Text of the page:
Kirtland Economy

See this page in the original 1992 publication.

Author: Wimmer, Larry T.

[This article reports the main facts and points of interest regarding the economic events in Kirtland in the 1830s and the significance of this historical development in the overall growth of the Church. ] In early 1830, Kirtland, Ohio, was a small rural trading center of approximately 1,000 people, none of whom was LDS (see History of the Church: c 1831-1844, Ohio, Missouri, and Nauvoo Periods). Six years later, it was a bustling community of 3,000, with commercial, mercantile, and small manufacturing firms, and a temple serving the 2,000 Latter-day Saints in the town. Despite its rapid growth and apparent prosperity, within another two years Joseph Smith departed Kirtland, leaving behind disgruntled creditors, warrants for his arrest, a failed banking experiment, and a divided Mormon population preparing to leave the temple and their homes. By 1840, only 200 Latter-day Saints remained in Kirtland.

The study of the Kirtland economy between 1830 and 1840 continues to generate controversy among historians. One question has to do with the precipitous increases in the land prices between 1832 and 1837. Were they the result of "reckless land speculation" by Joseph Smith and other Church leaders? The average price per acre of land sold in Kirtland rose from approximately $7 in 1832 to $44 in 1837, only to fall back to $17.50 in 1839. These dramatic changes, however, were related to movements in the general price level, trends in the value of land in neighboring communities, and the impact of population growth. Probably between 25 and 40 percent of the change in the nominal price of land was associated with generalized inflation during this period. As much as 84 percent of the remaining change in the real price of land was correlated with the rise and fall in population. Joseph Smith was primarily responsible for the call to gather to Kirtland; naturally, the newcomers needed land. An examination of land transactions reveals nothing in the buying, selling, or subdividing of land that was unusual for a frontier community.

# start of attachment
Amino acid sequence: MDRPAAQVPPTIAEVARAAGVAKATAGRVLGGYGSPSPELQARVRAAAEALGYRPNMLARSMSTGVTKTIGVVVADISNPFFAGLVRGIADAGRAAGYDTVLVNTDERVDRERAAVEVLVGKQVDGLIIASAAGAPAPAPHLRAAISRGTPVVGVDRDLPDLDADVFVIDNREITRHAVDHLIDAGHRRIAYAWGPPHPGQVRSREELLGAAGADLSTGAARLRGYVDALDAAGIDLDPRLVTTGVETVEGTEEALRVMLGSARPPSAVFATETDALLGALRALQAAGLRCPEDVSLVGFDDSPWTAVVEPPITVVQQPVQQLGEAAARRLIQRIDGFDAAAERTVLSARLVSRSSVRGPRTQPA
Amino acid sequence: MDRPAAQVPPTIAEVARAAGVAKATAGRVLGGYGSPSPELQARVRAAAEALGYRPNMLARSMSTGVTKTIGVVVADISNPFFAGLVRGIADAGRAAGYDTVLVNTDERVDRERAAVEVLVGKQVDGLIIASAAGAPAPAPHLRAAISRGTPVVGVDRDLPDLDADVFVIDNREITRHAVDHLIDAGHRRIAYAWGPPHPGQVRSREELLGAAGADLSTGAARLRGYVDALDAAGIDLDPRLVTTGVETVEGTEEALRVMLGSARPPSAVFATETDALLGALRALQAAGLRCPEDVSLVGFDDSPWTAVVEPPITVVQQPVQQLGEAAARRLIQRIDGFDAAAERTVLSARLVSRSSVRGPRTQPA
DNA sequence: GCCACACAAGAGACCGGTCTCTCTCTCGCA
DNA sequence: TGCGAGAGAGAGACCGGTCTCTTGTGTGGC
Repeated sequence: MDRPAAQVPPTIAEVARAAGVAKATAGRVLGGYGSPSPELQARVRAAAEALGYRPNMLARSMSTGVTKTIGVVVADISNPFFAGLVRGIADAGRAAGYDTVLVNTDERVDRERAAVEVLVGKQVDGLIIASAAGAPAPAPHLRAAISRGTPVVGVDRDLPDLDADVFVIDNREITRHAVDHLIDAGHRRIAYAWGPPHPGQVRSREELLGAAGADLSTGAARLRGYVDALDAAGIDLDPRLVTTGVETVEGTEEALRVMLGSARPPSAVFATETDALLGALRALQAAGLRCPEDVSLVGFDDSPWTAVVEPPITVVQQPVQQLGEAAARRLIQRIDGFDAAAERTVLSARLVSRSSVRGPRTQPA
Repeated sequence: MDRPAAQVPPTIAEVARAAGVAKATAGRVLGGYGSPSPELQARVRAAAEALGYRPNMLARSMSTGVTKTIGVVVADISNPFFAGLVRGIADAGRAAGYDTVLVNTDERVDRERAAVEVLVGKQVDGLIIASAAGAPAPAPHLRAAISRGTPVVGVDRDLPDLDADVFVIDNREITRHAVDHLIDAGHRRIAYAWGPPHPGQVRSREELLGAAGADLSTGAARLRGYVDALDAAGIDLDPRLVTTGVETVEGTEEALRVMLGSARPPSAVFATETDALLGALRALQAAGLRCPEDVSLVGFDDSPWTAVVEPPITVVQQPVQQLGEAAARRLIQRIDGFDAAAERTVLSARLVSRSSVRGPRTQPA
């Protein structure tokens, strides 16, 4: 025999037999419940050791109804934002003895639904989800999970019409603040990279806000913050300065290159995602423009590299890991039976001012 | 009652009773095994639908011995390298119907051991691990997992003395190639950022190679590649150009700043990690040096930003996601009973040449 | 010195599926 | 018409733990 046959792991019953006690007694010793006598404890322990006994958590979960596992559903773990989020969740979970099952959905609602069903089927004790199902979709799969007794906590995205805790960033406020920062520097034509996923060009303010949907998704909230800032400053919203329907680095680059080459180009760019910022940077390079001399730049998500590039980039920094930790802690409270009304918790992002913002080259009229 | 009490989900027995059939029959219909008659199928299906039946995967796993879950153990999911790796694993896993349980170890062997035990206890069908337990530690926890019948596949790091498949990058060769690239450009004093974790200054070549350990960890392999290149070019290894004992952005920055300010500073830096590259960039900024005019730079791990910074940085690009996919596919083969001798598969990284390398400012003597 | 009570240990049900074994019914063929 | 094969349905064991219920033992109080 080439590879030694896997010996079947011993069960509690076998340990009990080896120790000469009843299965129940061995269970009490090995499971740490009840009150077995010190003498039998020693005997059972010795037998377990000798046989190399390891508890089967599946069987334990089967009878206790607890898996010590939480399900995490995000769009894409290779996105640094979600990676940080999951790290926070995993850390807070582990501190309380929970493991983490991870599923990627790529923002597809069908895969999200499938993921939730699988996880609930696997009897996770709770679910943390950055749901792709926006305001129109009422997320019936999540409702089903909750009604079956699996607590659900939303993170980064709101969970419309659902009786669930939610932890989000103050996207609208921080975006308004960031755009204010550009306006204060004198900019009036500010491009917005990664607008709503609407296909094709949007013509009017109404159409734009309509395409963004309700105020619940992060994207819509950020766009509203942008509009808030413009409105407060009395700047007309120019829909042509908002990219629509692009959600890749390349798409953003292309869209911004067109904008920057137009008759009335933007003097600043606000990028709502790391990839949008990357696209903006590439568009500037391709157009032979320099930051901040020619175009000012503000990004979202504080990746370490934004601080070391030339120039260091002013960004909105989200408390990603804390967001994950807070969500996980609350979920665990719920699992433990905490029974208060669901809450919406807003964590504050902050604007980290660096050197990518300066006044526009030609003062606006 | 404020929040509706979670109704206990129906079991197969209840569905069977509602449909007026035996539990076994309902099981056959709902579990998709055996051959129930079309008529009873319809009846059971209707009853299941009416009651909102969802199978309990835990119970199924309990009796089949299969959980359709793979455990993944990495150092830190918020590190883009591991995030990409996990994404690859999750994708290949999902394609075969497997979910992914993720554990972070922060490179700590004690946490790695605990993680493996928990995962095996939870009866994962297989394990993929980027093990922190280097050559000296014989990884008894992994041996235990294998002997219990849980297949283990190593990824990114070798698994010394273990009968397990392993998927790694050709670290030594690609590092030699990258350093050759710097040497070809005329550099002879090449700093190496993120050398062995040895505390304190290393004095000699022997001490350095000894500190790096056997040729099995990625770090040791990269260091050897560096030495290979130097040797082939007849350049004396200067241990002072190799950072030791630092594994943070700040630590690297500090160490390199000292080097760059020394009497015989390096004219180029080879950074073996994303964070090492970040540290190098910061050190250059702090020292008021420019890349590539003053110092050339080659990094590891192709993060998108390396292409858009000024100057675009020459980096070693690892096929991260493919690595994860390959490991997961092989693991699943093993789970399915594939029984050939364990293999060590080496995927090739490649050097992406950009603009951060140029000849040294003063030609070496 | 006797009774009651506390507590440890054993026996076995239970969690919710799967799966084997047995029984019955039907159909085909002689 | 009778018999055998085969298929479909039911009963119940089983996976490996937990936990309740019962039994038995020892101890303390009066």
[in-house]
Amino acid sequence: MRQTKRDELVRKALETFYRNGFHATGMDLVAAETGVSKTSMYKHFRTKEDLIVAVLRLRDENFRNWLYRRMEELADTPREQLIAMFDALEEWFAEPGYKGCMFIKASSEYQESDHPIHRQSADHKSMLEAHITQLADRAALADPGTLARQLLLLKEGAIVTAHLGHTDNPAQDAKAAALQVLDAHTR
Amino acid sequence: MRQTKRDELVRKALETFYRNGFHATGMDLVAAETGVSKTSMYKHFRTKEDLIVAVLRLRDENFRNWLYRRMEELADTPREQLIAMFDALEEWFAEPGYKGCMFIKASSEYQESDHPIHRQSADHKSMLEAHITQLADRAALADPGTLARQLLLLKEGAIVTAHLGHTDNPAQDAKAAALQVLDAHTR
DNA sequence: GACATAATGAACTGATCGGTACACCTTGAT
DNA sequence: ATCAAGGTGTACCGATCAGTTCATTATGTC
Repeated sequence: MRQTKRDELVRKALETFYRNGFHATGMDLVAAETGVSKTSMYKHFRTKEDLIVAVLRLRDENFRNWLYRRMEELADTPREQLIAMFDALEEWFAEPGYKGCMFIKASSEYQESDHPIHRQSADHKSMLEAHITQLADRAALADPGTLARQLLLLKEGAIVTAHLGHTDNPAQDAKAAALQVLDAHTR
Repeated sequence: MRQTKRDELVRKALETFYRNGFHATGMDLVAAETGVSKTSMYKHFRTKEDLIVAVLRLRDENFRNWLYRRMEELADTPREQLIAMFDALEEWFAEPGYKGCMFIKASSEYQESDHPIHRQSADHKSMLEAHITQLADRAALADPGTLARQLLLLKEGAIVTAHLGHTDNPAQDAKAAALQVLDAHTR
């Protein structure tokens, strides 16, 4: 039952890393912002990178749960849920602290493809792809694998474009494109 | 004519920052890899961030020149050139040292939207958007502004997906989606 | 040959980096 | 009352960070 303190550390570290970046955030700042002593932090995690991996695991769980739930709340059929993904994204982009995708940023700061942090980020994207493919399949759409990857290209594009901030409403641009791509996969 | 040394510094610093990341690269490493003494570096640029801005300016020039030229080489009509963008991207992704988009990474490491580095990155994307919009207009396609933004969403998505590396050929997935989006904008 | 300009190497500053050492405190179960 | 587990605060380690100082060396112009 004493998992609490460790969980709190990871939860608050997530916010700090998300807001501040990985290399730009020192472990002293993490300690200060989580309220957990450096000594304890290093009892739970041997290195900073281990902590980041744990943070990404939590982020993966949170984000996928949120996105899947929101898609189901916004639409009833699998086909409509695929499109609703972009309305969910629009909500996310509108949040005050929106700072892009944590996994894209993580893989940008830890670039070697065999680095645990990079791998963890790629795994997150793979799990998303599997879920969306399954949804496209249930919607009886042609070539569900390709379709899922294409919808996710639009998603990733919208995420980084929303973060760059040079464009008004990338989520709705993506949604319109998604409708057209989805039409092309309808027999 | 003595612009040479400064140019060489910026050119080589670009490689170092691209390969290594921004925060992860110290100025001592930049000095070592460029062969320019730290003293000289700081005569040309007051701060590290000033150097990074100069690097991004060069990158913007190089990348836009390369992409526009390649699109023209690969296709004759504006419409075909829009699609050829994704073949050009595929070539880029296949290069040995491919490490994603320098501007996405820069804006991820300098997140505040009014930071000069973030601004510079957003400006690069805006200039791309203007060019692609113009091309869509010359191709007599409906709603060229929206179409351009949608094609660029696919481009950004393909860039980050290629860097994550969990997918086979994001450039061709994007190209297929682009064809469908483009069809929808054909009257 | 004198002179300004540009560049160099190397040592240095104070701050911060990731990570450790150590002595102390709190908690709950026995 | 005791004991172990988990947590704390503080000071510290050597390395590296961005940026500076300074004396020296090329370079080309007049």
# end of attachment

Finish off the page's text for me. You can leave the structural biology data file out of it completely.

Another question has to do with Joseph Smith's debts. Was his use of credit "irresponsible"? Early studies of the economic difficulties in Kirtland emphasized debts and ignored assets. Actually, Joseph Smith's potential cumulative indebtedness during this period, including all purchases of land and merchandise, totaled a little over $100,000, considerably below earlier estimates by some historians. At least $60,000 of this debt was eventually settled, and probably much more, since the remainder produced no lawsuits and primarily represented debt for land, which would likely have been paid for or the land reclaimed. At the same time, because of the increase in prices, President Smith and his associates held almost $60,000 equity in land. In the environment of rapid population growth from 1830 to 1837, many New York, Buffalo, and Cleveland merchants willingly extended Joseph Smith credit. His position of leadership in an expanding community, the value of his current assets, and the expectation of continued growth made these transactions reasonable at the time.

The financial problems of Church leaders arose from two circumstances. First, their debts were largely in the form of 90-to-180-day notes, while their assets were primarily in nonliquid land. Second, Joseph Smith found it very difficult to demand cash from the sale of land or goods to his followers, many of whom were impoverished by the costly migration to Kirtland. The resulting cash-flow problem, common in frontier communities, could have been alleviated by a bank with the capacity to transfer long-term assets into short-term liquidity.